What does slow growth and increased feed mean? This means more feed for less meat; for your business, this means greater input costs (feed, housing) and less return (price per pig for meat yield).
In the North Eastern United States, cold spells are becoming more extreme. This impresses the importance of appropriate housing for pigs during the winter
, as there is limited ability for a pig to meet is body heat needs through dietary means.
How cold is too cold?
For swine, tolerance of cold temperatures is dependent on numerous factors.
- Primarily, pigs should be offered shelter from precipitation and dampness. Water conducts heat. Humidity in the air will be drawn to your pigs and will pull heat from them. Regardless of flooring type or usage of bedding material, all efforts should be made to provide pigs with a dry bedding area.
- Provide wind breaks and shelter from drafts.When providing shelter, be sure that your wind breaks do not allow air to draft around the space at pig level.
- Insulate the pig area. This can take on a variety of forms, from bedding to insulated walls and ceilings. The idea is capture as much of the pigs’ heat as possible, while still allowing air exchange. More information on winter swine housing can be found in the Winter Housing for Swine Welfare article found on Penn State Extension’s website.
- Strive to keep ambient temperatures within the thermoneutral (TN) zone of the pig, for age and body size. The thermoneutral zone for most mammals varies with age and body weight. For suckling and young growing pigs, this is particularly important as they lack significant sources of adipose (fat) at birth, and do not develop these stores until maturity. This lack of fat prevents them from having any energy reserves to burn for maintaining body heat. Approximate thermoneutral zone temperatures are provided in the table below.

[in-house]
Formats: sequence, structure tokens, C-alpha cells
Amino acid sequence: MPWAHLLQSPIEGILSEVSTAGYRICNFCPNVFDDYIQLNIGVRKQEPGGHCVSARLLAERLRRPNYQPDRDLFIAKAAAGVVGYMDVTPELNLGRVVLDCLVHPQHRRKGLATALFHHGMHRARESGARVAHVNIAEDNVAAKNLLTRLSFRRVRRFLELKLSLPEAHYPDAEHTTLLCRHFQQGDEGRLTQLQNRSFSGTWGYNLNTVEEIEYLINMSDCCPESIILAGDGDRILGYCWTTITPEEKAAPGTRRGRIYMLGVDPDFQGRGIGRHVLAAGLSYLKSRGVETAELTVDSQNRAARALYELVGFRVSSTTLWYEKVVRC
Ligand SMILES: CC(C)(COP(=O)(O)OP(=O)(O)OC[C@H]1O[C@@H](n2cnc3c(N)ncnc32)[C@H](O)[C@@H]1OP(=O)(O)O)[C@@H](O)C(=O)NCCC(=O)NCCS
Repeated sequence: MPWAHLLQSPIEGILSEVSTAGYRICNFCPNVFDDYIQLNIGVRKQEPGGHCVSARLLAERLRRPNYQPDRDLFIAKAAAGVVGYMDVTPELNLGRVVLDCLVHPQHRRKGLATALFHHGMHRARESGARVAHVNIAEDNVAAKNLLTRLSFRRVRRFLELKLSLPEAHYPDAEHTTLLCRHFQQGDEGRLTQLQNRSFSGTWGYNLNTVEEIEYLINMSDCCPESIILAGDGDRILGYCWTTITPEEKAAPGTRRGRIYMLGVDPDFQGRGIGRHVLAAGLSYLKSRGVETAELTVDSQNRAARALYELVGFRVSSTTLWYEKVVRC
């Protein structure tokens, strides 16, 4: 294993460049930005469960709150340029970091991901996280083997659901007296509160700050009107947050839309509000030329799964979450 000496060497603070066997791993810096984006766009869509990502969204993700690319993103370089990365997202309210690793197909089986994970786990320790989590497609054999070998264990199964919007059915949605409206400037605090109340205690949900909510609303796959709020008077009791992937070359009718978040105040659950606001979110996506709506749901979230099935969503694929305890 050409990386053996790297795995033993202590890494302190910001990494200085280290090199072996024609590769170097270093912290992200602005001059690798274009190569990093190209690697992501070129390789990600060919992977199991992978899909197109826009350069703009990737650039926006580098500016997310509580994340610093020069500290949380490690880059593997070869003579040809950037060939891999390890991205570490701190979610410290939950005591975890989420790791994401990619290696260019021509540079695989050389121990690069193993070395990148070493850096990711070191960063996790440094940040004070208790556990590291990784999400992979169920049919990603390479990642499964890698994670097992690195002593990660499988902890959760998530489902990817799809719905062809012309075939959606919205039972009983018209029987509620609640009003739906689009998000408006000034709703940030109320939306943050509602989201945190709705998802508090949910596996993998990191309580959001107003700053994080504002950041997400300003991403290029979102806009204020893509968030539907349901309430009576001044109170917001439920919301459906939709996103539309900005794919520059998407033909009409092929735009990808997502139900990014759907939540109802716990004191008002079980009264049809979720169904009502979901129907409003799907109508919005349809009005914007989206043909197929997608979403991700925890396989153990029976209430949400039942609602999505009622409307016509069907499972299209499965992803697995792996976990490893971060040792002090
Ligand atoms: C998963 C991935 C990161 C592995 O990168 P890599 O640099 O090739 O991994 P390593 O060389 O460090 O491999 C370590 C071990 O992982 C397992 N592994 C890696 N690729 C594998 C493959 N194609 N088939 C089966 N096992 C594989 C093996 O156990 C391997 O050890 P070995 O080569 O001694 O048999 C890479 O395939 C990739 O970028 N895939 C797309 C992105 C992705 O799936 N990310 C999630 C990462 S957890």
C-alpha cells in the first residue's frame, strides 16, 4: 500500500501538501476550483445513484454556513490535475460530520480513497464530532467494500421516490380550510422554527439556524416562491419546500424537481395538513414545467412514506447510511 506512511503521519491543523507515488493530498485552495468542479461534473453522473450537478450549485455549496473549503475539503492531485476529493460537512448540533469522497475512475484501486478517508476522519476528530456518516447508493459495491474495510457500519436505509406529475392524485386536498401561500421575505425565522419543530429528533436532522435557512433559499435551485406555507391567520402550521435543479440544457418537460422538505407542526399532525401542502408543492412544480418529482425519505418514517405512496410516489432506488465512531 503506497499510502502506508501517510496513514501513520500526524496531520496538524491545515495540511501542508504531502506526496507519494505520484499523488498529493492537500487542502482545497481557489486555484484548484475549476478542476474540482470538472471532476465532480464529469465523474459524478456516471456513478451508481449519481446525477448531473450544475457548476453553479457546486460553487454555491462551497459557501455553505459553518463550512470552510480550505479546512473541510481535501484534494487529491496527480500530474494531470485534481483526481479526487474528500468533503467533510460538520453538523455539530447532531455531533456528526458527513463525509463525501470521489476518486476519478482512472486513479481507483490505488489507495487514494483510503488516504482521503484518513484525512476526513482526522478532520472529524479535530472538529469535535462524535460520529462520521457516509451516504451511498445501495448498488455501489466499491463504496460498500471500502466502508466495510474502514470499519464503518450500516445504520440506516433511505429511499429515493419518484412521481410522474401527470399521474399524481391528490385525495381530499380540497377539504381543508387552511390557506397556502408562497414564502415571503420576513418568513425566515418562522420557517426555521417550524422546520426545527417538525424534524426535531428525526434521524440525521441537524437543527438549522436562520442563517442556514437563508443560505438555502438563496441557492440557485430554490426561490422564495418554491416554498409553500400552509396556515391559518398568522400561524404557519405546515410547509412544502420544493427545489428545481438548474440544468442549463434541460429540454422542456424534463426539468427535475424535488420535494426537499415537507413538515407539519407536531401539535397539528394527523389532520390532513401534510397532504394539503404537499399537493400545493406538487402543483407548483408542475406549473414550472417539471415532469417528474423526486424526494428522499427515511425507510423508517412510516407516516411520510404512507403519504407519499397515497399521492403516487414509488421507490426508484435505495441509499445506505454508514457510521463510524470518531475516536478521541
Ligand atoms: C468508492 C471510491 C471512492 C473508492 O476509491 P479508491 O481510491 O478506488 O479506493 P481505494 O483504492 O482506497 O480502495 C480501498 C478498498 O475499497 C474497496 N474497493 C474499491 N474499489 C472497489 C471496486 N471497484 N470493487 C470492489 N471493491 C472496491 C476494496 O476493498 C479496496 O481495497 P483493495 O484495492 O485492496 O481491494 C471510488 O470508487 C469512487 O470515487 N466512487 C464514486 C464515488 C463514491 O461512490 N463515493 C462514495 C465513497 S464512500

(Adapted from Effect of Environment on Nutrient Requirements of Domestic Animals).
|Stage of pig growth||Temperature (F)|
|Pre-wean (suckling pig)||85+|
|Wean pig, 15 lbs.||77-85|
|Nursery pig, 45 lbs.||70-75|
|Grower, 55 lbs.||68-75|
|Grower, 100 lbs.||60-65|
|Finishing, 200 lbs.||50-60|
|Gestating sow, 350 lbs.||60-65|
|Lactating sow, 350 lbs.||55-65|
- Keep mature pigs in good body condition score. Maintaining a healthy adipose (fat) cover on mature pigs (~6 months or older) can act as both an insulator and an additional energy reserve for creating body heat. Routinely scoring the body condition of your pigs can help you make decisions on if they are getting enough to eat and how they are handling the winter temperatures. Pigs with poor body condition score will struggle more with cold temperatures than pigs of healthy body condition score. Find more instruction on how to body condition score by watching the Principles of Body Condition Scoring in Swine with Penn State Extension.
These tips on managing your pigs’ environment can help you improve the winter conditions you’re your pigs, meeting their needs and keeping your costs in check. As you prep your pigs for the winter cold, please reach out to Penn State Extension for more tips and information on addressing cold weather for your swine herd.
Source : psu.edu